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Information on how to cut monthly credit card payments

I will soon be facing a drop in my income due to a job change. I want to do something before I have to start missing payments,

I need help lowering my monthly credit card payments. The minimum payments have crept up lately and I will soon be facing a drop in my income due to a job change. I want to do something before I have to start missing payments. I need these payments lowered, but when I contacted the credit card companies, they said they couldn't help. I don't know what to do. I have about $40,000 in credit cards with monthly minimums arond $900. I don't have enough home equity to get a loan (we just bought our house last October). The bank wouldn't give us an unsecured loan to pay the cards off because the amount exceeds 20% of our yearly income. My credit score is excellent right now and I'd like to keep it that way. Any advice????

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Over the past couple of years, many credit card banks have increased the required minimum payments on their accounts based on a recommendation made by the U.S. Office of the Comptroller of Currency (the target monthly amount increased from about 2% of balance owed to approximately 4% of credit card debt owed). The increase in minimum payments was designed to save cardholders money in interest payments by forcing them to pay off their balances faster. While this policy change will benefit consumers who are opening new accounts, it has caused major problems for consumers with outstanding balances who were already struggling to meet their minimum credit card payments. While there are several ways to address your credit card debt, your credit score is likely to suffer unless you are able to continue making your regular payments.

Very quickly, if you want a free debt consultation with one of Bill's approved debt help partners, click here: /debthelp/debt/

One option to consider is a Consumer Credit Counseling Service, or CCCS. CCCS companies offer numerous services, such as financial counseling and budget planning, as well as Debt Management Plans (DMPs). In a DMP, the CCCS would arrange a new payment amount with each of your creditors, usually based on a reduced interest rate. You would then make a single monthly payment to the CCCS which would disribute the funds to your creditors, based on the new payment amounts. One benefit of CCCS is that it should not seriously damage your credit score. However, it may have a negative impact on your ability to obtain a loan despite your good credit score, as many lenders view enrollment in a CCCS program the same as filing Chapter 13 bankruptcy. So, you may not wish to enter into a DMP if you anticipate any large purchases, such as home or an auto, in the near future. There are a few additional drawbacks to CCCS. First, depending on your creditors, it may not be able to reduce your monthly payments enough to improve your financial situation. Second, the average DMP takes around five years to pay off your debts, so you must be willing and able to commit to a long-term repayment plan.

You may also want to consider the services offered by debt settlement firms. Rather than making monthly payments to your creditors, these programs negotiate lump sum settlements with your creditors, frequently reducing your debts by 50% to 60% of your principal balances. These programs usually take only 2-3 years to complete, so this is a good option for many people to rid themselves of debt in a relatively speedy manner. In many cases they can also reduce your monthly payment toward your debt. Many consumers prefer debt settlement programs to CCCS, as debt settlement programs tend to be significantly shorter than CCCS plans, and the monthly payments in debt settlement are usually lower. There is one major drawback to debt settlement programs, though?they will significantly damage your credit while in the program and for at least a year or two afterwards. However, if you are currently unable to afford to pay your creditors, the hit to your credit may be worth the benefit of ridding yourself of credit card debt.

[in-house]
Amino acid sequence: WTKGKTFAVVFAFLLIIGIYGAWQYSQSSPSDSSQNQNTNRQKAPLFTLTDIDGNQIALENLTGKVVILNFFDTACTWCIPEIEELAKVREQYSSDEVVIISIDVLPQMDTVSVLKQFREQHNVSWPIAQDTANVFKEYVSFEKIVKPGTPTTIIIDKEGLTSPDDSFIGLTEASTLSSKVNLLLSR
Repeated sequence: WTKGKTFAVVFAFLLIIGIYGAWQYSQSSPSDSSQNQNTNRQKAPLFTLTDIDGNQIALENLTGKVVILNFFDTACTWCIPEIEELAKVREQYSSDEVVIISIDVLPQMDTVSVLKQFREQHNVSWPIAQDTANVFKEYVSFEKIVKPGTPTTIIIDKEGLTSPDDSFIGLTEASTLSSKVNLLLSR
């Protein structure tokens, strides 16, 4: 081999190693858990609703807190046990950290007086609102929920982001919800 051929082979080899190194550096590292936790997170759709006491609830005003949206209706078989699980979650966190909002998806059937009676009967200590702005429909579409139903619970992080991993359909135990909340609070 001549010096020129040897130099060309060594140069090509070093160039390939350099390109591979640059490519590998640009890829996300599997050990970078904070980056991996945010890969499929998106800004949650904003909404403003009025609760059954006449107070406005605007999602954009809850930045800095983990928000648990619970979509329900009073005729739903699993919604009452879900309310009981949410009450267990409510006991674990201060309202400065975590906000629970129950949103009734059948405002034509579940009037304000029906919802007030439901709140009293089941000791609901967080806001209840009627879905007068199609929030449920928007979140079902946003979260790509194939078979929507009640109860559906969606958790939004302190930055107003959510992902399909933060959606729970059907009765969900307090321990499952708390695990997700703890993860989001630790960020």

If you own a home, a secured debt consolidation loan may be right for you. This type of loan is essentially a home equity loan which is used to pay off your other creditors. Secured consolidation loans help many consumers by consolidating all of their debts into a single monthly payment with a lower interest rate and payment amount. However, be careful before you borrow money against your home to pay off your credit card debt; you are converting what was previously unsecured debt into secured debt. This could cause you problems down the road if for some reason you are unable to make your payments, or if life circumstances force you to file bankruptcy, as you may not be able to discharge the secured debt as you would unsecured debt. However, secured debt consolidation loans work for many people, so this is an option to consider carefully?the Bills.com Savings Center is a great resource to help you find a lender for this type of loan.

Bills.com makes it easy to compare different loan types. Please visit the loan page and find a debt consolidation loan that meets your needs at:

/mortage/refinance/

Depending on your income and amount of debt, one of the options I have described above may be able to help you. I encourage you to explore the Bills.com website, /debthelp/ to read more about these and other options available to you.

I hope this information helps you Find. Learn. Save.

Good Luck,

Bill

www.bills.com

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